Regulator bans sale of Samsung Galaxy Note 7

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(Photo: AP Photo/Ahn Young-joon)

Samoa has followed the lead of a number of countries – including the United States of America – to ban the sale of all Samsung Galaxy Note 7s.

The decision by the government, confirmed by the Office of the Regulator yesterday, follows concerns about the risk of the battery causing fire.

“The Office of the Regulator has decided to halt all type approvals of Samsung Galaxy note 7 for sale here in Samoa,” a statement said.

“This is as a result of concerns raised as a result of international reports of Galaxy Note 7 devices exploding from faulty battery packs." 

“The Regulator’s decision to halt the type approval for Samsung Galaxy note 7 devices mean that any retailer proposing to sell these devices in the country will not be issued type approval to sell these devices." 

“This is pursuant to the Regulators powers under Section 60 of the Telecommunications Act 2005 and the Regulator’s order No 2011/02 that gives the Regulator the power to type approve any telecommunications equipment that will be directly or indirectly connected to a telecommunication service.”

Elsewhere, the U.S. regulators issued an official recall of Samsung's Galaxy Note 7 phone on Thursday.

Samsung already has voluntary recalled the devices after a few dozen devices exploded or caught fire. That was out of about 2.5 million phones sold.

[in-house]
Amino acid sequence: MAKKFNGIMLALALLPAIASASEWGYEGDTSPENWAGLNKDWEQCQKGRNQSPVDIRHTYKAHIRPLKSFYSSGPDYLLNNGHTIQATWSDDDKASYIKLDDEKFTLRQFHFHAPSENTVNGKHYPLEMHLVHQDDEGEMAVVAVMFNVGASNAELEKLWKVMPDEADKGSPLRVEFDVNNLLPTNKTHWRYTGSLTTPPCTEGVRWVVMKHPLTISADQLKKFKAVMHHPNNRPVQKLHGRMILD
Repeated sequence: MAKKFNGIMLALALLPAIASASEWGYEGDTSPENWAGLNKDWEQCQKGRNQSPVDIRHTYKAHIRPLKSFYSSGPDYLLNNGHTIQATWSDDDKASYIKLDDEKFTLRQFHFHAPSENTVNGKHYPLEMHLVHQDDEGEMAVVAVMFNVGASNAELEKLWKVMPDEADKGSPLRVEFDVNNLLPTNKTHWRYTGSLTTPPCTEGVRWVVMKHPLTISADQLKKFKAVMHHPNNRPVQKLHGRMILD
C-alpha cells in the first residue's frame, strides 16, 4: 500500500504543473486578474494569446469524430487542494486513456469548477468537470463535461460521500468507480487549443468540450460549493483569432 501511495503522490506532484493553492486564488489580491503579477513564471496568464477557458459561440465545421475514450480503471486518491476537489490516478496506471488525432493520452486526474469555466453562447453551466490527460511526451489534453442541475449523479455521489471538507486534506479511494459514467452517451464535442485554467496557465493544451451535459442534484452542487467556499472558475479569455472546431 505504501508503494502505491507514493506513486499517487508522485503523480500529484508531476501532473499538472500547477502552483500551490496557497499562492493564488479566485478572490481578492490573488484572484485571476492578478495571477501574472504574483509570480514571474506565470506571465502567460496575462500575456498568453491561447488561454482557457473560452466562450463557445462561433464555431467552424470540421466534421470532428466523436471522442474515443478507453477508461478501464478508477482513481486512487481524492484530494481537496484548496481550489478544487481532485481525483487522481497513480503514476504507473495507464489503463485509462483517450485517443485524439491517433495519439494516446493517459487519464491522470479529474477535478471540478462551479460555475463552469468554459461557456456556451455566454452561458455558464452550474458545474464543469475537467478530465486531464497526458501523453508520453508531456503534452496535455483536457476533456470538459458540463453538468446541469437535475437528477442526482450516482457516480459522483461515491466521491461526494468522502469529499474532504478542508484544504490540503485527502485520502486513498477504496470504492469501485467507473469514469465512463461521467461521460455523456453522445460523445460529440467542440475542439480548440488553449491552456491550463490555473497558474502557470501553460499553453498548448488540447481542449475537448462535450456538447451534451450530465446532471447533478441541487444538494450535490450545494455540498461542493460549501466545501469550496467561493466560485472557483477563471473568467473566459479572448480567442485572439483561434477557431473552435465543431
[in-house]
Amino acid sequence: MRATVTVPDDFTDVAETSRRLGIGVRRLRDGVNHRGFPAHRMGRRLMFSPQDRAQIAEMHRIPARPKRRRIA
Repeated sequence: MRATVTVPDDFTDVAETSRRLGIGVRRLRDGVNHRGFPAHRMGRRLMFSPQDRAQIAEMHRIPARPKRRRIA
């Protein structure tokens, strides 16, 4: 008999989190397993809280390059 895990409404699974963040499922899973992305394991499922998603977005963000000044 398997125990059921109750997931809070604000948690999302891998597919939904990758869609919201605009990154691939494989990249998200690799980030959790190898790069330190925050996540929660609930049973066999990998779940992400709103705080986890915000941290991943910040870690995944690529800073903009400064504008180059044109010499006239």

The U.S. Consumer Product Safety Commission chairman, Elliot Kaye, blasted Samsung for trying to do the recall on its own, saying that anyone who believes that to be adequate "needs to have more than their phone checked."

Kaye said about 1 million devices are affected.

The recall comes at a crucial time for Samsung, as its rival Apple just announced its own latest versions of the iPhones, which go on sale Friday. The Note series is one of Samsung's most expensive, and demand for the phone had been high.

U.S. aviation safety officials also have taken the unusual step of warning airline passengers not to turn on or charge the phone during flights, or put them in checked bags.

Back in Samoa, the statement said the Regulator will resume its type approval of this device once it has independently verified that it is safe for consumers. 

“There have also been reports of a global recall of the Device and the Regulator encourages retailers who have imported the device to make use of the recall."  

“For any clarification people are encouraged to contact the Regulators office on telephone 30282.”

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